But I have never posted and I probably will never make a TikTok. Now I leave that to my team to be the, the more hip, cool people that I'm like, yeah, whatever you guys need you let me know it's trendy and I will participate.

Elliot Volkman: It's a good thing. I'm producing this on our behalf because I'm gonna have to create a TikTok account and post our videos on there. At least like little clips. That that's our audience people who are hungry for stuff. Not necessarily the

Alex Love: I haven't had an excuse to, let me say that. And also working in the federal contracting space, obviously TikTok is not the place where we're posting our content. Steal a lot of trends from TikTok and we post them on Reels, because that is the appropriate place for government contractors to be.

So yeah, I keep up with that. Although I will say I don't get trendy content anymore. I really just get other pregnant women complaining about... Being pregnant, essentially. So my feed is, I'm like, okay, I get it. Like the algorithm, like we know I'm pregnant. I could go back to some dogs or some cool content at a new point.

So hopefully soon maybe we'll return.

Elliot Volkman: Yeah, I'll send you some weird stuff that shows up in mind. So you can start getting into the weird parts of it.

Alex Love: The algorithm. So I get it back.

Elliot Volkman: Yeah, there's this guy, I don't know, he has a terrible username, but it's called Pissed Off TV or something like that. I don't know, I think he's... In France, but he just has this long fork and he'll sit in a diner and start eating people's food.

It's so weird. That, that is the side of the internet that I'm on. But yeah, like you and like the federal space where it's a little iffy, people don't really like that. Cybersecurity people, they do not like it. You will be shunned! I don't know. I will maybe point our first episode towards my current audience because I run a cyber security podcast and they'll be like, what the fuck is all of this?

This is not at all the same thing. And then they'll be like, sorry, we're not listening to either of these anymore. Goodbye. Yeah, so we'll see how that goes out. All right. So I think this is about does it for our first episode. We'll keep it nice and short. It's going to be a little bit bumpy of a ride for those of you joining, if you listen to my current podcast, you know how that first season started off, that is pretty much where we're going with this.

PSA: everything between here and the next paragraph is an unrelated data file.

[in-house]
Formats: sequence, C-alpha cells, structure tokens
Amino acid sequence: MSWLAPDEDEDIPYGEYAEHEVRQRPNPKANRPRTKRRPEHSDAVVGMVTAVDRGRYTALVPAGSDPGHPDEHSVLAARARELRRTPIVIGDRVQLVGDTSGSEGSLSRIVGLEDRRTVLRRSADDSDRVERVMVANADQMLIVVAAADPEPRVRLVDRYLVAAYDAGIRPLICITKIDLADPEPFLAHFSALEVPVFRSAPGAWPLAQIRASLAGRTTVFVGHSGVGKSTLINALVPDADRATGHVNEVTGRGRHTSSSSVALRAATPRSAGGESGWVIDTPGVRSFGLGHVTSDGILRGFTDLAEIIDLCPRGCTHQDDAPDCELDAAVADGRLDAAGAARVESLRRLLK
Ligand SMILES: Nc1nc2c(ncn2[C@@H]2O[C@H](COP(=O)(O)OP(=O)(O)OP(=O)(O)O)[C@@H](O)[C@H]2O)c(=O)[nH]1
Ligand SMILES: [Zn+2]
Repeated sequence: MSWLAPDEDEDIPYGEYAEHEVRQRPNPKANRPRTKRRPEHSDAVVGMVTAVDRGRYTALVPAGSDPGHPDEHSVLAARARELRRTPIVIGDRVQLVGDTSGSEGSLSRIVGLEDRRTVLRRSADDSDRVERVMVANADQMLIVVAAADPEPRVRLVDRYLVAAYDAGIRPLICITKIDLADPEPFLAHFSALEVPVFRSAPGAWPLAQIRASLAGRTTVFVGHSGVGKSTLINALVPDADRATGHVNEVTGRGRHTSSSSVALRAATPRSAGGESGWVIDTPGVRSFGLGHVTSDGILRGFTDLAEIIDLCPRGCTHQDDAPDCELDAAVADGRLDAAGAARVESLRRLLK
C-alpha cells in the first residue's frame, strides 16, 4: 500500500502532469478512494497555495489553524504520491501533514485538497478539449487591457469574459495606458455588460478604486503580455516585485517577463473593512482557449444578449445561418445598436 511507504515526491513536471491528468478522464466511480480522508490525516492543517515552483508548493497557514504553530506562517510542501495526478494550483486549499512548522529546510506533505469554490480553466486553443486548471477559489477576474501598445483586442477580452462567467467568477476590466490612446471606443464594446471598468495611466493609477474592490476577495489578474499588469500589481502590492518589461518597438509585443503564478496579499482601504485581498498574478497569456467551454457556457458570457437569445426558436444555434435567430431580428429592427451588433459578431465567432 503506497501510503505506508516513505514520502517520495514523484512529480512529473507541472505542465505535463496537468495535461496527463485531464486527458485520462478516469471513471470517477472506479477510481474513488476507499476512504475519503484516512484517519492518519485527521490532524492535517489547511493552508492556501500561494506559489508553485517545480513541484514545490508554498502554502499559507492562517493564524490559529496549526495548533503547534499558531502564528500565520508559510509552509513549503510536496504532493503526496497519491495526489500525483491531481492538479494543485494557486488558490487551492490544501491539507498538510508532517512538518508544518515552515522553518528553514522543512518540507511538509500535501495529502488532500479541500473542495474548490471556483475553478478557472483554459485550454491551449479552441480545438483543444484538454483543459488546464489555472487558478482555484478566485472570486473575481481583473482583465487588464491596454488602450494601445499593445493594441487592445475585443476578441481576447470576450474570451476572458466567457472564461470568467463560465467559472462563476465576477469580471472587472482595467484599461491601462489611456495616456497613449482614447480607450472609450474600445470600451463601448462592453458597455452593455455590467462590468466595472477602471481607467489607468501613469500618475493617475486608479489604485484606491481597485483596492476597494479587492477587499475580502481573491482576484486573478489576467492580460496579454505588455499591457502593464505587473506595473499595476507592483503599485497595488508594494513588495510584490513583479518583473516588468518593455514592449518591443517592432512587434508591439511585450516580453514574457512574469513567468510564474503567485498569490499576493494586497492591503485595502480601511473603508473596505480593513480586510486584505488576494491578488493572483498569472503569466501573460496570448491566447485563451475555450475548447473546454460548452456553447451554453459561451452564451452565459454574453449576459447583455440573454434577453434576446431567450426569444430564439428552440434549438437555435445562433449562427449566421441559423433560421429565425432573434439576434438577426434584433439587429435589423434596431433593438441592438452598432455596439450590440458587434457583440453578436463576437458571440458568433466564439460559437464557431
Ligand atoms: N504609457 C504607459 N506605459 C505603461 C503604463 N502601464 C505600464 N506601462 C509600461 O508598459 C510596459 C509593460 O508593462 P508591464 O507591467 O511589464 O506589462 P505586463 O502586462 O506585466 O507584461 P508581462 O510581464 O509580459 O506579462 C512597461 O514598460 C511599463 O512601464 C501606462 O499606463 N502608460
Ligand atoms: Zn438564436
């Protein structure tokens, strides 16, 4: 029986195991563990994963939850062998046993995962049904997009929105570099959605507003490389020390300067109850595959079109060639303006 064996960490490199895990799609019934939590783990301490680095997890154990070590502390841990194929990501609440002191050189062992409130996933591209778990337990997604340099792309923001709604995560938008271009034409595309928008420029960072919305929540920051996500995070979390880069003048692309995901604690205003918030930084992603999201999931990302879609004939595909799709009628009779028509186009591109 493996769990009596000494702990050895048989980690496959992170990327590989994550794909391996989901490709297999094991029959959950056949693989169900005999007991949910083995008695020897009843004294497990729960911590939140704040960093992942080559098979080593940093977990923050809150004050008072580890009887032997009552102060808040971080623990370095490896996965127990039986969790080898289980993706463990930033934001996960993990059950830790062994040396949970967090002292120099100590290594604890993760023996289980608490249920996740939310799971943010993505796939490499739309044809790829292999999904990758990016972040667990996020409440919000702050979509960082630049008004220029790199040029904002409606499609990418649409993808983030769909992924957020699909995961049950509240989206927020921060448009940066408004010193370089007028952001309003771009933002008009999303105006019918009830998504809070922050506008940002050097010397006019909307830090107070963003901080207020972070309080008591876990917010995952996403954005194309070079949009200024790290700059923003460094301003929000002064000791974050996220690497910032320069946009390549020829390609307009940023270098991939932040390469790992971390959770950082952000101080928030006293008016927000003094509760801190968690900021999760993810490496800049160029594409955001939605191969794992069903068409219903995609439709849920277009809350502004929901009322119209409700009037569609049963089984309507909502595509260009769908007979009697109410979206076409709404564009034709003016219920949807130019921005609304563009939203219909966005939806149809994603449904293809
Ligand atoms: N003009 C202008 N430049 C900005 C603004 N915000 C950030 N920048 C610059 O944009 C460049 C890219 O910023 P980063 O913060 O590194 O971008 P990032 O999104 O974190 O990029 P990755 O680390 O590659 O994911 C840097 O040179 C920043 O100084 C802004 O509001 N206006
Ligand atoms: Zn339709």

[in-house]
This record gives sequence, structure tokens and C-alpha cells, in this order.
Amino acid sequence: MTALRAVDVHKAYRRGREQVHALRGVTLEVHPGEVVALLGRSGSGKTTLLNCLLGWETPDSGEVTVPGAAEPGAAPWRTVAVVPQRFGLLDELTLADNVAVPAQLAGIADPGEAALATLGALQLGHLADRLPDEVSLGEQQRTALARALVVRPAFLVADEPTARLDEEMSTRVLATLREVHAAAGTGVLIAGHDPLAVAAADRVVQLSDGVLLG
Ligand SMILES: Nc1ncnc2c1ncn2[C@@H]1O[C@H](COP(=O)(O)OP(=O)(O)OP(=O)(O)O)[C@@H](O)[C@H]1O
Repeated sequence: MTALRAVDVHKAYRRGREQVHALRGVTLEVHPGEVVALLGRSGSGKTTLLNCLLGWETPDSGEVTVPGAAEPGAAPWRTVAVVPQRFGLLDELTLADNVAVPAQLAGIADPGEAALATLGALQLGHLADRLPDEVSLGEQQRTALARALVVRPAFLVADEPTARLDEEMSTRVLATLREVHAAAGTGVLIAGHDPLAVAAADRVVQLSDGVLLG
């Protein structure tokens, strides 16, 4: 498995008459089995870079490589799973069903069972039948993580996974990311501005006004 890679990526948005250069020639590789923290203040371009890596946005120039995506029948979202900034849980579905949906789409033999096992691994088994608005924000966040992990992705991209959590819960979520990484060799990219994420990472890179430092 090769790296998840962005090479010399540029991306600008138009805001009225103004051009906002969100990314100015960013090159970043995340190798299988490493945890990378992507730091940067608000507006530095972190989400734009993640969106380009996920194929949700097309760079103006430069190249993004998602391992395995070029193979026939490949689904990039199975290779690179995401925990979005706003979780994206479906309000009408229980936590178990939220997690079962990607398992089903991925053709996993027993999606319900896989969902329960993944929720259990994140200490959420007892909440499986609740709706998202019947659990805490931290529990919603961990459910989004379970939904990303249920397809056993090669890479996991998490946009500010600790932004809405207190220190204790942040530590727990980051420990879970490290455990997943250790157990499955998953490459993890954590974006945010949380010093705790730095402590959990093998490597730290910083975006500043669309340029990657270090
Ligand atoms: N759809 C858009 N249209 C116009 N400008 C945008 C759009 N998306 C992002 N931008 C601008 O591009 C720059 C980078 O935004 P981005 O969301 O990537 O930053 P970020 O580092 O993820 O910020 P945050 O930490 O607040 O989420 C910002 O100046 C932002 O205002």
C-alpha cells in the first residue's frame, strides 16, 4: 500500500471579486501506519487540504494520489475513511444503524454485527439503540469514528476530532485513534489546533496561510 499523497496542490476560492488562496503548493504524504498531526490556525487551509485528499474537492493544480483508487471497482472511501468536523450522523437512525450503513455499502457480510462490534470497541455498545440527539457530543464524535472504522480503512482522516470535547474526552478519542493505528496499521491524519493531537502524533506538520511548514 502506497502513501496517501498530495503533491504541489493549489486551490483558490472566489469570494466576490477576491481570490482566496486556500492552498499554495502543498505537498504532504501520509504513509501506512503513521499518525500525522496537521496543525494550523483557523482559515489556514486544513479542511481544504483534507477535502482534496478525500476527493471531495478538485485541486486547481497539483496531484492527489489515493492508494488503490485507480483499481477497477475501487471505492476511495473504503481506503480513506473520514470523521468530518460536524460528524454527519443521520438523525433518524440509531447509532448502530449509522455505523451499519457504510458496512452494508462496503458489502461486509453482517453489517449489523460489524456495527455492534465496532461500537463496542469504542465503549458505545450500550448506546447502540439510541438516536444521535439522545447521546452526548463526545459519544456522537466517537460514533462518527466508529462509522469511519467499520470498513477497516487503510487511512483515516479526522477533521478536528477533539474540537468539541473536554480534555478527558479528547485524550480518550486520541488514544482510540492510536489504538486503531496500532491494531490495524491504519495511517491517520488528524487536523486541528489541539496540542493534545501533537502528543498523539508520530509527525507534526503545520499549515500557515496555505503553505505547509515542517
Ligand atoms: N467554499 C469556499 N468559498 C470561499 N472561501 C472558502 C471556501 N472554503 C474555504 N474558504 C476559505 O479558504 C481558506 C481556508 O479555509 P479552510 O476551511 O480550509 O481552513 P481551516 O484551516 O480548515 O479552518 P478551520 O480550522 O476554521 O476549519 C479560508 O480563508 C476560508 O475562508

So we're going to find folks who, again, on face value are decidedly successful be it CEOs, founders, athletes, anyone in between and we would love your recommendations for people that you would like us to have conversations with. Who you feel would be comfortable being vulnerable about how they got to where they are.

And that's it. We're just gonna pick at these situations, help de stigmatize the concept of failure, and basically re scope it to help people understand that That's just how this stuff works. That's how the world works. You cannot typically get to a finish line without a whole lot of bumps and things that just were unexpected along the way.

So that's it. That's ST up. Hopefully like what we're going to put together for you. Maybe give us some feedback along the way and that's it. Alex, you want to sign us off? That's it. That's the exit. Perfect. Print it. All right. Thank you all for listening. Alex, appreciate you letting me rope you into this as with everything else that I've done in the past. Hopefully I'll actually get a proper plan together with you so that we have a focal point and we can say in a few years, Oh, we actually did that, but we'll see.

Alex Love: be re com having this conversation, talking about our podcast on our next podcast.

Elliot Volkman: 10 years when we reboot this and no one listened to any of these episodes be like, that was it. That was the

Alex Love: It'll be something different, though. It'll be like virtual reality, or we'll be in the metaverse or something,

Elliot Volkman: Oh, yeah, totally. We'll, we'll be in the matrix again.

Alex Love: Yeah, that sounds right.

Elliot Volkman: All right. Thank you all for listening. Stay tuned for the next episode.

Mastering the Art of Failing
Mastering the Art of Failing Podcast
Join your hosts, Alex Love and Elliot Volkman, as we dismantle the stigma surrounding failure and empower you to transform these challenges into opportunities on your own journey forward.